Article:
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An Empirical Characterization of Bad Practices in Continuous Integration


Zampetti, Fiorella; Vassallo, Carmine; Panichella, Sebastiano; Canfora, Gerardo; Gall, Harald; Di Penta, Massimiliano (2020). An Empirical Characterization of Bad Practices in Continuous Integration. Empirical Software Engineering, 25(2):1095-1135.

Abstract

Continuous Integration (CI) has been claimed to introduce several benefits in software development, including high software quality and reliability. However, recent work pointed out challenges, barriers and bad practices characterizing its adoption. This paper empirically investigates what are the bad practices experienced by developers applying CI. The investigation has been conducted by leveraging semi-structured interviews of 13 experts and mining more than 2,300 Stack Overflow posts. As a result, we compiled a catalog of 79 CI bad smells belonging to 7 categories related to different dimensions of a CI pipeline management and process. We have also investigated the perceived importance of the identified bad smells through a survey involving 26 professional developers, and discussed how the results of our study relate to existing knowledge about CI bad practices. Whilst some results, such as the poor usage of branches, confirm existing literature, the study also highlights uncovered bad practices, e.g., related to static analysis tools or the abuse of shell scripts, and contradict knowledge from existing literature, e.g., about avoiding nightly builds. We discuss the implications of our catalog of CI bad smells for (i) practitioners, e.g., favor specific, portable tools over hacking, and do not ignore nor hide build failures, (ii) educators, e.g., teach CI culture, not just technology, and teach CI by providing examples of what not to do, and (iii) researchers, e.g., developing support for failure analysis, as well as automated CI bad smell detectors.

Abstract

Continuous Integration (CI) has been claimed to introduce several benefits in software development, including high software quality and reliability. However, recent work pointed out challenges, barriers and bad practices characterizing its adoption. This paper empirically investigates what are the bad practices experienced by developers applying CI. The investigation has been conducted by leveraging semi-structured interviews of 13 experts and mining more than 2,300 Stack Overflow posts. As a result, we compiled a catalog of 79 CI bad smells belonging to 7 categories related to different dimensions of a CI pipeline management and process. We have also investigated the perceived importance of the identified bad smells through a survey involving 26 professional developers, and discussed how the results of our study relate to existing knowledge about CI bad practices. Whilst some results, such as the poor usage of branches, confirm existing literature, the study also highlights uncovered bad practices, e.g., related to static analysis tools or the abuse of shell scripts, and contradict knowledge from existing literature, e.g., about avoiding nightly builds. We discuss the implications of our catalog of CI bad smells for (i) practitioners, e.g., favor specific, portable tools over hacking, and do not ignore nor hide build failures, (ii) educators, e.g., teach CI culture, not just technology, and teach CI by providing examples of what not to do, and (iii) researchers, e.g., developing support for failure analysis, as well as automated CI bad smell detectors.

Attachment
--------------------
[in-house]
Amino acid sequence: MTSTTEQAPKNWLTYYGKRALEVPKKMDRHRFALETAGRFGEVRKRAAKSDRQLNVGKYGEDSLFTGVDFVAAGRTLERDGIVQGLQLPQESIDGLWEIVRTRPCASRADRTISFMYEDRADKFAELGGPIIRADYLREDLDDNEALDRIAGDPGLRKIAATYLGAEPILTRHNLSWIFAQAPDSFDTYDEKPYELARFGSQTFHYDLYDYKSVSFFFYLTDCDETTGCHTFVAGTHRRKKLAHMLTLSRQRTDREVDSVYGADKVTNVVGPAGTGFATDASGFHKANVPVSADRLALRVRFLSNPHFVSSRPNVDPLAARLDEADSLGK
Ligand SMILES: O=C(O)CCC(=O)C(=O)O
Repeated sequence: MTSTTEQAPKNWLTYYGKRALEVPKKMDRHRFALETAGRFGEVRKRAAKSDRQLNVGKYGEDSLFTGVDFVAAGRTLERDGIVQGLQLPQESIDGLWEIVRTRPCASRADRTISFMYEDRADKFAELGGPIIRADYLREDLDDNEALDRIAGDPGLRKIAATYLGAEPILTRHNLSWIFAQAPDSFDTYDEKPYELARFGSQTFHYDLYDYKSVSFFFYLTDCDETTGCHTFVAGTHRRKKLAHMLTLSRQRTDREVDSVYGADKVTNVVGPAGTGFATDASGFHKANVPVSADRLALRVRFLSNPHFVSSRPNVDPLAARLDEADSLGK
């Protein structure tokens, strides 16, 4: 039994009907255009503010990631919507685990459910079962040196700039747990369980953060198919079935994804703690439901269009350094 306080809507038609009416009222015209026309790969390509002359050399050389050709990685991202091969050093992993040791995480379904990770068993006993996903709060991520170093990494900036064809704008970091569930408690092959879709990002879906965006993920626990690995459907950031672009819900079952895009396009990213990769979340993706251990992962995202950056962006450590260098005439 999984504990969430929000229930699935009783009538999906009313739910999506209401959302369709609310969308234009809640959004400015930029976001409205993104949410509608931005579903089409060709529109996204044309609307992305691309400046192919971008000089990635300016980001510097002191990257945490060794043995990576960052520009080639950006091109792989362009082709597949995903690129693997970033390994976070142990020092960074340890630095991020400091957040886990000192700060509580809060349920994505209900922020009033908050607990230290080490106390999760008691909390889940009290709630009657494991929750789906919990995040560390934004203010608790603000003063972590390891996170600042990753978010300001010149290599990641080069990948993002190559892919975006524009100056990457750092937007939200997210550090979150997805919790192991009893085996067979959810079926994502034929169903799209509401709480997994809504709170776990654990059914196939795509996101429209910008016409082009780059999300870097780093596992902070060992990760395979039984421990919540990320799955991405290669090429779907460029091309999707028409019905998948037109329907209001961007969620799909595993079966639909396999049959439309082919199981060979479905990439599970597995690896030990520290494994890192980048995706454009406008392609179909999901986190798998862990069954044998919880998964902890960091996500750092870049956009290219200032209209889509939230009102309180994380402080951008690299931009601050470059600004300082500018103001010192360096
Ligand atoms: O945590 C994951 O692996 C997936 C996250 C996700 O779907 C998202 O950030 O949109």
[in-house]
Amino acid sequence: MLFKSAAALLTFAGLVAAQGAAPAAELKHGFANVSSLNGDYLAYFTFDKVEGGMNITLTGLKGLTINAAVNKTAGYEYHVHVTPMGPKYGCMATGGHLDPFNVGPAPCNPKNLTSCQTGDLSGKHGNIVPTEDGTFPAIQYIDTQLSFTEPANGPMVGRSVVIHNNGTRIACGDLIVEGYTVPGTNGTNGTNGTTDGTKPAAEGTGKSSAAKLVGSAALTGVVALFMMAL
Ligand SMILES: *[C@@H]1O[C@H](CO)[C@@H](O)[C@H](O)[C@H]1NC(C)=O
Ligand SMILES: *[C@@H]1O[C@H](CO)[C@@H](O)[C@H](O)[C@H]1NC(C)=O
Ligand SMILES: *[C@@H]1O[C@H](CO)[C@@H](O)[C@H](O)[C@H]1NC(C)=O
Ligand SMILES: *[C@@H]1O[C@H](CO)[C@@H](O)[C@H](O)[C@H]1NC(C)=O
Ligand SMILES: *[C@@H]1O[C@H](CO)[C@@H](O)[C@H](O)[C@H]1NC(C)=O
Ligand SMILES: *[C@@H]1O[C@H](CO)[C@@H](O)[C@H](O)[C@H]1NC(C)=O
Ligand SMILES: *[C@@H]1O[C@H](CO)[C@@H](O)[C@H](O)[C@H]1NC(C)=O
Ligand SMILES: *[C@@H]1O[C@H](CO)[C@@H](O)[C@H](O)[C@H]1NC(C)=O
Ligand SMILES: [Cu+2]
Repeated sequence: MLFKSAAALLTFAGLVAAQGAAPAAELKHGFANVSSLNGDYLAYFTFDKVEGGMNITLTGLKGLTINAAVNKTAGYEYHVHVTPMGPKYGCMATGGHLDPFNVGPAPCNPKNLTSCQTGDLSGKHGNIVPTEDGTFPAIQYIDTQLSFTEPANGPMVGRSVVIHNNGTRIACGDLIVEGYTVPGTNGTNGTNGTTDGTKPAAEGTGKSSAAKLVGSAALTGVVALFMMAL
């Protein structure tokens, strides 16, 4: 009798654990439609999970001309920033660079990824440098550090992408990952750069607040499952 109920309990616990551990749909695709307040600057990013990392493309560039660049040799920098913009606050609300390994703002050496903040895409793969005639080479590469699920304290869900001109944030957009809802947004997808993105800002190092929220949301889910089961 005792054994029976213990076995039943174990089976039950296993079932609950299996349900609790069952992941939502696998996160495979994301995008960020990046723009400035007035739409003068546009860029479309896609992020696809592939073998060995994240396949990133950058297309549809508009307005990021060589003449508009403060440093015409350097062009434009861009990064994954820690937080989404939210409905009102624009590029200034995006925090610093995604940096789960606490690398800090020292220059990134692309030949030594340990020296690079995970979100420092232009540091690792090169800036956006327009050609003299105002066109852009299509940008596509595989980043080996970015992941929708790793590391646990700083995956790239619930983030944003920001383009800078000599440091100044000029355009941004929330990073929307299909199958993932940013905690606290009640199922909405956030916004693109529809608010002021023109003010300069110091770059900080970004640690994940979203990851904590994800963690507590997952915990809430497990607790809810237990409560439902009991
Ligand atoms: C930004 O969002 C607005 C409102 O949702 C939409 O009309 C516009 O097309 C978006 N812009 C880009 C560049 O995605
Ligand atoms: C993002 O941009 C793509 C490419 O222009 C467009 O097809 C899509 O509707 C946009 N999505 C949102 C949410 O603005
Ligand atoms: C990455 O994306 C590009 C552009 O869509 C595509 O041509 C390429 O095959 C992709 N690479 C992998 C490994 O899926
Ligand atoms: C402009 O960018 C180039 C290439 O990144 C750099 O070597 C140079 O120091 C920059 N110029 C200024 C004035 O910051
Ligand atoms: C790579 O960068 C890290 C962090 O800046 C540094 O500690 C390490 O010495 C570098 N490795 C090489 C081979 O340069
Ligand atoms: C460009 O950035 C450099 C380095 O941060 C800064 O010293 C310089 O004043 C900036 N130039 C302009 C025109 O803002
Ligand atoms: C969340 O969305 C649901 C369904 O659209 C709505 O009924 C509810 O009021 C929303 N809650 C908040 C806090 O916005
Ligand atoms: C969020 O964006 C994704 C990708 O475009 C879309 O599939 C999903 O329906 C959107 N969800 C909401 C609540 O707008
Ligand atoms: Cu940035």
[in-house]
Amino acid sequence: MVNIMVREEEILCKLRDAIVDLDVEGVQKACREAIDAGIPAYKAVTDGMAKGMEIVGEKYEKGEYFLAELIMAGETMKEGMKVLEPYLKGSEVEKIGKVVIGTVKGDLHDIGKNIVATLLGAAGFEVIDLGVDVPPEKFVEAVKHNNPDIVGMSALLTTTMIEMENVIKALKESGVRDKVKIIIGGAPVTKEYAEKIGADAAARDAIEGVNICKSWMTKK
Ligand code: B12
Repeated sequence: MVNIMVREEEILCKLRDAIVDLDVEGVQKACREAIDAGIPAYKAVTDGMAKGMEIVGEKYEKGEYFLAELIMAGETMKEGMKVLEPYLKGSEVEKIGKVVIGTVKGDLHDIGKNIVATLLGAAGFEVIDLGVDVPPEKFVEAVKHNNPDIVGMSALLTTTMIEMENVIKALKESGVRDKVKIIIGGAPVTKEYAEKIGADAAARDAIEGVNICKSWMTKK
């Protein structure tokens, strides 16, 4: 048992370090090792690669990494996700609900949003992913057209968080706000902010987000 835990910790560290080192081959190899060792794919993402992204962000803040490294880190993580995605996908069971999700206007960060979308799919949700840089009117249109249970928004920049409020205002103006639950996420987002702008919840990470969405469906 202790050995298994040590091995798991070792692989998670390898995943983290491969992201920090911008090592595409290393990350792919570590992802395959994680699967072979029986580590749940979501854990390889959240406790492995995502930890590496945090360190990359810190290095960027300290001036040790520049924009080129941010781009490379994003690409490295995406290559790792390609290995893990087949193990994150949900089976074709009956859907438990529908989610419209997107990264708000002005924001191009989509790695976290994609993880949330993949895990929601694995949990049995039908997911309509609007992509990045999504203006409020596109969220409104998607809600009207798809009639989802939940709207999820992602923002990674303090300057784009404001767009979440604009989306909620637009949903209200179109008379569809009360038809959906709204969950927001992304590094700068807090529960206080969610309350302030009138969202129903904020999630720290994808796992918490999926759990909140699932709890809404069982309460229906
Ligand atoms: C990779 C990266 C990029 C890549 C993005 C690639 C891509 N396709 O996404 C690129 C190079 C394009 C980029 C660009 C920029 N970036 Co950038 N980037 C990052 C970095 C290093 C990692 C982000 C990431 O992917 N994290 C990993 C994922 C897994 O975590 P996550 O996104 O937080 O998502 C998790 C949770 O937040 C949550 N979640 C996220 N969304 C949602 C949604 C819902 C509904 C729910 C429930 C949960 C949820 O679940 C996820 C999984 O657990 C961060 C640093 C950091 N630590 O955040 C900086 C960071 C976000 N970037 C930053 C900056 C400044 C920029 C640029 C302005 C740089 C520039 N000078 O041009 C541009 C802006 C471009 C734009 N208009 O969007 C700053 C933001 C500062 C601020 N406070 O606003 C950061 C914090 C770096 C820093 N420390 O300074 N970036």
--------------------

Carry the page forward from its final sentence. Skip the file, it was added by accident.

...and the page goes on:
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Additional indexing

Item Type:Journal Article, refereed, original work
Communities & Collections:03 Faculty of Economics > Department of Informatics
Dewey Decimal Classification:000 Computer science, knowledge & systems
Scopus Subject Areas:Physical Sciences > Software
Language:English
Date:2020
Deposited On:29 Jan 2021 11:18
Last Modified:30 Jan 2021 21:01
Publisher:Springer
ISSN:1382-3256
OA Status:Green
Publisher DOI:https://doi.org/10.1007/s10664-019-09785-8
Related URLs:https://link.springer.com/article/10.1007%2Fs10664-019-09785-8
Other Identification Number:merlin-id:20342

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